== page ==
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Timothy Murphy writes:
> I was asked by the Consumer Association of Ireland (CAI)
> for a view on the software patent issue.
> I wonder if anyone has a few lines on this issue
> (presumably from a politically correct point of view!)
> which I could send ?
wow, they left it pretty late ;) here's some items (from a consumer
point of view, of course). Pretty much every point revolves around
how patenting increases monopolistic powers and reduces the possibility
of competition in the marketplace.
- - Patents will turn software publishing into a risky business, where the
services of expensive lawyers will be required during development.
This can have no other effect but to greatly reduce open source and free
software production, and increase the cost of software to consumers.
- - Patenting is expensive, and requires extensive legal advice. As such,
it's predominantly large companies that take out software patents,
instead of SMEs. Providing a weapon that discriminates in favour of
large companies is anti-competitive.
- - Cross-licensing deals are common practice among large corporations, but
they depend on how many patent licenses can be offered by both sides, so
they do not generally cross-license with SMEs that may have only a tiny
number of patents to offer in return. This puts forward the prospect of
a cartel of large patent-holding companies "sewing up" a marketplace
between themselves using the monopoly powers patents provide, and
blocking out competition from any other firms.
- - It's been shown that large companies intend to use patents as an
anti-competitive strategy. (To be precise: a leaked Microsoft memo
indicated that they intended to fight rivalry from open source software
- - IBM and Microsoft are embarking on what is effectively taxation of small
software companies through "outbound licensing" of their portfolios; by
offering a license agreement for a fee on their entire patent
collection, they indicate to the company that they could either pay the
license fee now, or risk a future infringement case. Given the tens of
thousands of software patents held by each of those companies, most
companies would probably not be wise to risk the case, and pay the fees.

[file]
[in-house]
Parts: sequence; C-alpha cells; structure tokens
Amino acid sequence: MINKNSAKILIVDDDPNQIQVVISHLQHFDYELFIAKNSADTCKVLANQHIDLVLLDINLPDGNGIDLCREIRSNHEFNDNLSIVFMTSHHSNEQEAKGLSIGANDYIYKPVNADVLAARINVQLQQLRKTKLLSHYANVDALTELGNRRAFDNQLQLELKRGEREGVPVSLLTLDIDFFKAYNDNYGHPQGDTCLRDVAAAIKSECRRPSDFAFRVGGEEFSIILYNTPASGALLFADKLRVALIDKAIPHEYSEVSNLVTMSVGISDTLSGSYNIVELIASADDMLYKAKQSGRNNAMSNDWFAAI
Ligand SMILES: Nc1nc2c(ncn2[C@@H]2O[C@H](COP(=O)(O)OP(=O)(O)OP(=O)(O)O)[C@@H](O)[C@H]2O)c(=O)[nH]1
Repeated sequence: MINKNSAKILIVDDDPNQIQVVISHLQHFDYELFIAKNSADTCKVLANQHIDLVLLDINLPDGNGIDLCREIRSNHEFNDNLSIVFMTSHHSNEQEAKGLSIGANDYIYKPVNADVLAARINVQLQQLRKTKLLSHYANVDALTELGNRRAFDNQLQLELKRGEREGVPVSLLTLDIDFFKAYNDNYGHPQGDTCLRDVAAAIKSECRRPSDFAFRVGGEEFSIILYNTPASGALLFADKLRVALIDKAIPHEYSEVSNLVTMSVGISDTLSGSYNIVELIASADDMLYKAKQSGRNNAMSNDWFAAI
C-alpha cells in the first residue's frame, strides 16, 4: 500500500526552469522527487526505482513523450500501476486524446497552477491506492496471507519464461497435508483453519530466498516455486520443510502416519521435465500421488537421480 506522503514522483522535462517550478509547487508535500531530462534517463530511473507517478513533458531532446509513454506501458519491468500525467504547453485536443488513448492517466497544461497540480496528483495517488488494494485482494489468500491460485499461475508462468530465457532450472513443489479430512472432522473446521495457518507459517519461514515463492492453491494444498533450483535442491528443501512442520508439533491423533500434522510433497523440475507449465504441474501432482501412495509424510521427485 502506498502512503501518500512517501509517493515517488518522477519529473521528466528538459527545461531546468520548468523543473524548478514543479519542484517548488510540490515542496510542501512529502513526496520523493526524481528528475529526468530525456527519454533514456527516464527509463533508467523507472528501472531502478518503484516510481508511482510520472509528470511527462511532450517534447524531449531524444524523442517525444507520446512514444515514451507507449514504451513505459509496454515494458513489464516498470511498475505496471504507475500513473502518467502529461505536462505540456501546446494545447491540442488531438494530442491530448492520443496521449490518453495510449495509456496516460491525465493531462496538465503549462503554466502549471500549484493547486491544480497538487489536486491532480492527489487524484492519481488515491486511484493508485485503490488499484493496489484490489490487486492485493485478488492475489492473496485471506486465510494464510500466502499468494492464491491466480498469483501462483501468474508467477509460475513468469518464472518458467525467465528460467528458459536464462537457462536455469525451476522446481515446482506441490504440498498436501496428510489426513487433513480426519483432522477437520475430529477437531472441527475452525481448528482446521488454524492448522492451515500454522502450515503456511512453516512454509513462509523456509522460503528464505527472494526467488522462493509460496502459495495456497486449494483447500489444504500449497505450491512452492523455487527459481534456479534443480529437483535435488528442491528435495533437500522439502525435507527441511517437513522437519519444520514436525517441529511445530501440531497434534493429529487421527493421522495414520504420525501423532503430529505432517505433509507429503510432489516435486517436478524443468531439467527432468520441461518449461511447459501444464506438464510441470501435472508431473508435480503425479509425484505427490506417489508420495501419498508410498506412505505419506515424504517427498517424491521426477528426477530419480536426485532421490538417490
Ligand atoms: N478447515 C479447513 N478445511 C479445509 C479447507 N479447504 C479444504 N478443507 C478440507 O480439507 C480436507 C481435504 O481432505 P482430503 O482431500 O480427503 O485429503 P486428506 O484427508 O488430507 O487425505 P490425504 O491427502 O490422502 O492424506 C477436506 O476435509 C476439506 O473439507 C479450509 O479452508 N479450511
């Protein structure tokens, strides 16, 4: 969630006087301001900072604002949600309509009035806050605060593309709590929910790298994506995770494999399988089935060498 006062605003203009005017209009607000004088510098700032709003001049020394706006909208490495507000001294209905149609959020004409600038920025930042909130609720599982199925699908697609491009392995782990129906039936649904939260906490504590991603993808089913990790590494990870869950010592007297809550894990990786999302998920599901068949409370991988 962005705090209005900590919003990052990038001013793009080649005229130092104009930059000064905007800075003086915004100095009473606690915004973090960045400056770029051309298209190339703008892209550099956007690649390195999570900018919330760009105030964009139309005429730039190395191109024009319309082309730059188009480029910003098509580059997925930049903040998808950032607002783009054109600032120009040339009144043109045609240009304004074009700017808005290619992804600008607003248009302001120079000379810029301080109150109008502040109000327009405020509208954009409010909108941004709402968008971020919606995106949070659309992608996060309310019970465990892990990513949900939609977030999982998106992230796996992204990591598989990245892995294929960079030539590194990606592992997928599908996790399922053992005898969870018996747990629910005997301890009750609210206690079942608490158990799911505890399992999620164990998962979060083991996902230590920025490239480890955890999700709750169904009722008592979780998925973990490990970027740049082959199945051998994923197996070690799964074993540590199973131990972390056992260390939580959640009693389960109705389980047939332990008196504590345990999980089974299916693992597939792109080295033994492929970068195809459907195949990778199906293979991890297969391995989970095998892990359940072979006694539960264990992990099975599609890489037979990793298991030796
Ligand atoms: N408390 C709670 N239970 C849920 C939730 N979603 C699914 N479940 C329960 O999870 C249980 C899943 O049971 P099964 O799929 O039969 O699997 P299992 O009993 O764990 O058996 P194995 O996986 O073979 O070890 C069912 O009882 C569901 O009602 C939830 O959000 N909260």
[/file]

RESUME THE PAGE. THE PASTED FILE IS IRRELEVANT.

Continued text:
This of course raises the costs to the consumer of that software.
- - Patent litigation is extremely expensive; one report indicated that
invalidating a US software patent can cost millions of dollars.
Obviously, this puts that approach out of the reach of smaller companies
or individual publishers, if they're sued by a patent holder; there
isn't really any alternative apart from settling a licensing fee and
- - Software innovations are already effectively protected by copyright.
Allowing patents on software will stifle competition, as a software
patent covers an idea rather than an invention, thus enabling the
patenter to effectively block competition from their rivals.
In other words, all of the aspects of software patenting will increase
the legal costs required during all stages of software development,
and thereby increase production costs and risk overhead.
Regarding the situation in Europe -- the text being handed to the European
Parliament, by the Council, is an extremely pro-software-patent text, by
permitting software patents as long as the software is of 'a technical
nature' -- without defining what that means. Given that it's clearly
arguable that all software is technical, and since patent offices earn
money based on the patents they accept, rather than those they reject,
this is a loophole the size of a bus. Many of the desired amendments
concern cleaning up this obvious omission. Many pro-swpat sources
will claim that it doesn't permit "software patents as such", but the
"as such" is key here, using that "technical" loophole above.
For more, http://www.ifso.ie/projects/swpats.html and
http://www.nosoftwarepatents.com/ are both pretty good (and readable).
Hope that helps,
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